Because of their strength, Newfoundlands were part of the foundation stock of the Leonberger (which excelled at water rescue and was imported by the Canadian government for that purpose); and the now-extinct Moscow Water Dog, a failed attempt at creating a lifesaving dog by the Russian state kennel—the unfortunate outcross with the Caucasian Shepherd Dog begat a dog more adept at biting than rescuing.[ citation needed ]

Famous Newfoundlands

Napoleon the Wonder Dog

A famous all-black Newfoundland performed as the star attraction in Van Hare's Magic Circus from 1862 and for many years thereafter in one of England's founding circus acts, traveling throughout Europe. The circus dog was known as the "Thousand Guinea Dog Napoleon" or "Napoleon the Wonder Dog." The circus owner, G. Van Hare, trained other Newfoundland dogs to perform a steeplechase routine with baboons dressed up as jockeys to ride them. Nonetheless, his "wizard dog" Napoleon was his favourite and held a special position in the Magic Circus. Napoleon would compete at jumping against human rivals, leaping over horses from a springboard, and dancing to music. [28] [29]

Napoleon the Wonder Dog became a wildly popular act in London from his debut at the Pavilion Theatre on April 4, 1862, and onward until his untimely death many years later when he slipped and fell during a circus practice session. At the peak of his fame, his performance was described in London's Illustrated Sporting News and Theatrical and Musical Review as follows: "Synopsis of his entertainment:— He spells his own name with letters, also that of the Prince of Wales; and when he is asked what he would say of her Most Gracious Majesty, he puts down letters to form 'God save the Queen.' He plays any gentleman a game of cards and performs the celebrated three-card trick upon which his master backs him at 100 to 1. Also 'The Disappearance,' a la Robin. He performs in a circus the same as a trick horse, en liberté, giving the Spanish trot to music, also leaping over bars, through balloons, with numerous other tricks of a most interesting character." [30]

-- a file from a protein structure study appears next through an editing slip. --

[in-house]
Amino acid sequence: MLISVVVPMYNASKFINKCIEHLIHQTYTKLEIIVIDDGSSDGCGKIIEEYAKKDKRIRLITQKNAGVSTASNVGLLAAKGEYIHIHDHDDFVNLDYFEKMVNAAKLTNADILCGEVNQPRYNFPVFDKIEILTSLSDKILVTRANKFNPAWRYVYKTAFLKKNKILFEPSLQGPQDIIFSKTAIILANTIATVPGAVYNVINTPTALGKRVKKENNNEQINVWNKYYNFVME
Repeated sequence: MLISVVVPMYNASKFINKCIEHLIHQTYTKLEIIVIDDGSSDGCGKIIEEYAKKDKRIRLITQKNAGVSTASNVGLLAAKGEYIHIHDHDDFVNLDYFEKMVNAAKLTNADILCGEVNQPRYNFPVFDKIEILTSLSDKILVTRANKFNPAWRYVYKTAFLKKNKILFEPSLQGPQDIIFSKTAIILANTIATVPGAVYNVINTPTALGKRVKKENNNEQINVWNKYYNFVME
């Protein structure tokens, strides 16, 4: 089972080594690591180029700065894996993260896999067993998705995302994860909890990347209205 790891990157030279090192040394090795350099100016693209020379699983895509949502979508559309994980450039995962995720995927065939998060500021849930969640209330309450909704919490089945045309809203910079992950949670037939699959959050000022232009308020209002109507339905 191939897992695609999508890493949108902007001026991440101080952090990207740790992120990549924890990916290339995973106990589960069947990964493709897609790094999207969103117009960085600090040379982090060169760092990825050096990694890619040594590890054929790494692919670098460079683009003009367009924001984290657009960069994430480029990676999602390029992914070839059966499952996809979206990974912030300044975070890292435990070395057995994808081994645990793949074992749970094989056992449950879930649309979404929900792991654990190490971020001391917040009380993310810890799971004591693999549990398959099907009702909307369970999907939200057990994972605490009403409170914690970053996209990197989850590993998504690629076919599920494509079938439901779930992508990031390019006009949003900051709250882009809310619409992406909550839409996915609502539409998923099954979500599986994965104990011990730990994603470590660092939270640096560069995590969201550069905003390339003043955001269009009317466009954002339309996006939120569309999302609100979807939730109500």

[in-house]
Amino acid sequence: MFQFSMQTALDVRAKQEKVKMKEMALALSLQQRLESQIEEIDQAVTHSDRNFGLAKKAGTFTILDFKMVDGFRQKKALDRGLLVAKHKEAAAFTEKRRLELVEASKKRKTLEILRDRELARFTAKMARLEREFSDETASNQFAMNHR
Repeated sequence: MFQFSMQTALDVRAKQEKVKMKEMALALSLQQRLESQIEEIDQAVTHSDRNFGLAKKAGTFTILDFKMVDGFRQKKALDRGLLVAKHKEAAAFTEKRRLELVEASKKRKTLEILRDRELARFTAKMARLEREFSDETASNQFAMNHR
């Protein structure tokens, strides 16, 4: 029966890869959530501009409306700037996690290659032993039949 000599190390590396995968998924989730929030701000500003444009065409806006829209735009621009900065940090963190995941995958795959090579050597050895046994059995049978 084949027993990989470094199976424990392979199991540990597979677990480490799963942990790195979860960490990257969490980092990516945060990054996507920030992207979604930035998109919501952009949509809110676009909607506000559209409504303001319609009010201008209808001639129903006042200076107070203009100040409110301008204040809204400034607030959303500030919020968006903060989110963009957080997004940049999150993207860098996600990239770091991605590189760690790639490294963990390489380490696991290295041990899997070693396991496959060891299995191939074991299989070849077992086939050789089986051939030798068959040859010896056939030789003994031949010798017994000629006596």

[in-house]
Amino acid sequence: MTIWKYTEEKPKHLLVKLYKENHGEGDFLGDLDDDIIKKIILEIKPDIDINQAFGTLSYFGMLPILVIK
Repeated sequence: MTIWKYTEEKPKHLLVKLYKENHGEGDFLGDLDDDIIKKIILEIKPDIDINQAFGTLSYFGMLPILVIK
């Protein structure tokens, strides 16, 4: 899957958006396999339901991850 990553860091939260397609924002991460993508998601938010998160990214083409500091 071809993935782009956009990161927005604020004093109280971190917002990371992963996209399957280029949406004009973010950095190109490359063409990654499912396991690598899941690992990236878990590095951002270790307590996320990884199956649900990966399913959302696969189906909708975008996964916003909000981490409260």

When Napoleon the Wonder Dog died at the age of 12 years old, his death was announced in a number of British newspapers, including the Sheffield Daily Telegraph, which mentioned the loss on May 5, 1868, as follows: "DEATH OF A CELEBRATED FOUR-FOOTED ARTISTE. — Mr. Van Hare's renowned dog, Napoleon, designated 'The Wizard Dog,' died on 24th ult., aged twelve years. He was a noble specimen of the Newfoundland breed (weighing near 200 lbs.) for which he took the prize at the first Agricultural Hall Dog Show. Besides his magnificent appearance and symmetry, he was the most extraordinary sagacious and highly-trained animal ever known. He is now being preserved and beautifully mounted by the celebrated naturalist, Mr. Edwin Ward. — Era." [31]

Other famous Newfoundlands

Left to right, Black man York, Seaman, Lewis, Clark, Sacagawea, and her baby Pompey. Statue by Robert Scriver, in the Lewis and Clark National Historic Interpretative Center, Great Falls, Montana. Lewis, Clark, York, Sacagawea, and dog Seaman.jpg
Left to right, Black man York, Seaman, Lewis, Clark, Sacagawea, and her baby Pompey. Statue by Robert Scriver, in the Lewis and Clark National Historic Interpretative Center, Great Falls, Montana.
The greatest traveller of my species.
My name is SEAMAN,
the dog of captain Meriwether Lewis,
whom I accompanied to the Pacifick [sic] ocean
through the interior of the continent of North America [43]

See also

Related Research Articles

<span class="mw-page-title-main">Beagle</span> Breed of small scent hound

The beagle is a breed of small scent hound, similar in appearance to the much larger foxhound. The beagle was developed primarily for hunting hare, known as beagling. Possessing a great sense of smell and superior tracking instincts, the beagle is the primary breed used as a detection dog for prohibited agricultural imports and foodstuffs in quarantine around the world. The beagle is a popular pet due to its size and good temper.

<span class="mw-page-title-main">Chow Chow</span> Dog breed